As my mom tells it, they all just looked at each other. Then they looked at my grandma. Then they looked at the bright green footprints tracking across the porch.

Then, they laughed. Hard. Like, that belly-clutching, gasping kind of hard laughing. And my grandma, lucid for a moment, looked at the steps and then at the porch and then at her shoes, and she laughed too.

Alzheimer’s had taken so very much from my family. It had taken our joy and stolen our laughter. In the end, it took my grandma. I don’t remember my grandma laughing so much towards the end. I don’t really remember anyone laughing much towards the end. I regret this. I regret that we forgot how important it is to laugh.

For that brief moment, however, they laughed together. Even though I wasn’t there for this event, thinking of it makes me smile. Every.Single.Time. Had I been there, I would have been hiccuping right along.

Terror has taken so very much from us. It’s taken our joy and sense of safety and, given the swirling cesspool on social media lately, it’s taken our very common sense as well. Let’s not let it take our laughter, too.

As my dad says, “Don’t let the bastards win.”

Let’s keep laughing. Let’s keep looking at baby animals and instagramming pictures of our dinners. Let’s be kind to each other and consider how we can make room for everyone rather than how we can close the door. Let’s keep searching for the helpers, as Mr. Rogers said, and never stop looking at all the beauty all around us to be happy, as Anne Frank wrote.

In doing so, we will remain and we will rise. If I learned anything from my childhood, it’s that rising is a hell of a lot easier if you’re laughing.

What made you laugh this week?

Snake Juice: It’s real, y’all.

This weekend, the gods of time decided to

A) gift those childless members among us a Saturday Halloween AND THEN an extra hour of sleep; and

B) kick those who do have children in the metaphorical (and, maybe, literal) balls

Scrolling through my Facebook feed, I saw not one, not two, but three mom-friends of mine wailing things like “HOW IS IT ONLY 4:30?!?!?!?”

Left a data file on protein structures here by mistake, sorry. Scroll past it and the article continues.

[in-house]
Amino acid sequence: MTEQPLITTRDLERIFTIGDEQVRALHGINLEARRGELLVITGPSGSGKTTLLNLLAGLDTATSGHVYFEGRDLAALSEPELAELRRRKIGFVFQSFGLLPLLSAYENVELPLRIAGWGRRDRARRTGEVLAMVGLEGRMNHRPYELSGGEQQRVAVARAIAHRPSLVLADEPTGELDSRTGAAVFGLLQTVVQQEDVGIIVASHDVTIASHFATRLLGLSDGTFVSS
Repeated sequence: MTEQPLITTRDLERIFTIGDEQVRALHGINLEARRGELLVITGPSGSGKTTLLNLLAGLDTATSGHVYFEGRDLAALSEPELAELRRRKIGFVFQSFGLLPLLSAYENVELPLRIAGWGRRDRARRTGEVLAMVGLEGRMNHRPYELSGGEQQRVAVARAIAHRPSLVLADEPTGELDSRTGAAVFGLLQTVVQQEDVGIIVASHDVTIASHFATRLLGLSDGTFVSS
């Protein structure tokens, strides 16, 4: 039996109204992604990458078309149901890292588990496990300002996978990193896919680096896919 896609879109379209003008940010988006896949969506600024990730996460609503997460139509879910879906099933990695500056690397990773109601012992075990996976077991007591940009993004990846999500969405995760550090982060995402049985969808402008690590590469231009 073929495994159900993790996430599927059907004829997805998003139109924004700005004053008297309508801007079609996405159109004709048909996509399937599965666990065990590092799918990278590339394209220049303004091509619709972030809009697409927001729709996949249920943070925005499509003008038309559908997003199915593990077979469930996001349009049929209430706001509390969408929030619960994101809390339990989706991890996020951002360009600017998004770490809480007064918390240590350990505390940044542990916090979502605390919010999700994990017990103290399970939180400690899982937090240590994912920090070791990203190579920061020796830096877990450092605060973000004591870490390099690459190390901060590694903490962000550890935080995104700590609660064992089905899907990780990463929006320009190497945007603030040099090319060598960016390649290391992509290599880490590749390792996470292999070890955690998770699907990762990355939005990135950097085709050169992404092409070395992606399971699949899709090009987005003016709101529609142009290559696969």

I feel for you, mom-friends and dad-friends. Really, I do. But I do not at all envy you. Last night, the ol’ uterus almost got the best of me. I was scrolling through my Facebook and Instagram feeds and saw all of your amazing babies dressed as wee dragons and little elephants and tiny, tiny Big Bad Wolves (AND, I’m happy to report, NOT ONE ELSA). That bastardly ol’ uterus of mine began that damned siren song of hers.

UTERUS: “Come on, loser, you totally want one of those.”

ME: “But I don’t think we’re quite ready for-”

UTERUS: “But tiny sheep costume.”

ME: “I don’t know. We’re still getting set-”

UTERUS: “But you could dress as Kanga and the baby could be Roo. You f*cking love Winnie the Pooh.”

ME: “Get behind me, Uterus!”

UTERUS: “…..I can’t.”

But then, after reading about the Daylight Savings Time toddler meltdowns, as I sprinkled tiny pellets into Ahab the Fear Fish’s tank (story forthcoming), I was like, “Nah. I’m good for now.” For now. Granted, Ahab swore at me and told me to try harder with myself because “Really, bitch? Can you ever do anything more than a ponytail everyday maybe?” But what can I say? My fish is an asshole.

So I had a nice, sleep-filled Daylight Savings, but my Adult Halloween was terribly uneventful. In Halloweens past, I stayed up way too late (generally dressed as a Harry Potter character) and drank way too much in terrible, unwise combinations (wine + margaritas + more wine + whiskey sours + hollah! = DIE).

As a result, my day-after-Halloween (or substituted day of adult Halloween observance) generally involved me clutching my body pillow with a large pile of crackers and a gatorade near my head as I binge-watched Arrested Development and made bargains with my maker.

This year, I was in bed at 10:30 and actually fell asleep in the middle of an episode of Futurama. I stand by this life choice.

I did, however, have a brush with near chaos. I briefly went to a Halloween party and was offered this:


My friends…. *sigh*

Do you remember that episode of Parks and Rec? With the Snake Juice?

Yeeeeeaa. Serpent’s Bite = Snake Juice. And for those of you who have ever wondered what Snake Juice tastes like, let me clear that up for you. For that is what I do here at The Nested Blog. I make questionable or bad life choices so that you don’t have to!

Snake Juice = Apple Juice + Kentucky Gentleman + Cherry Cough Syrup. (Is that the recipe for meth? I don’t know. I didn’t watch Breaking Bad. Too much scary. Not enough scantily clad, horse-riding men with swords. Or wizards.)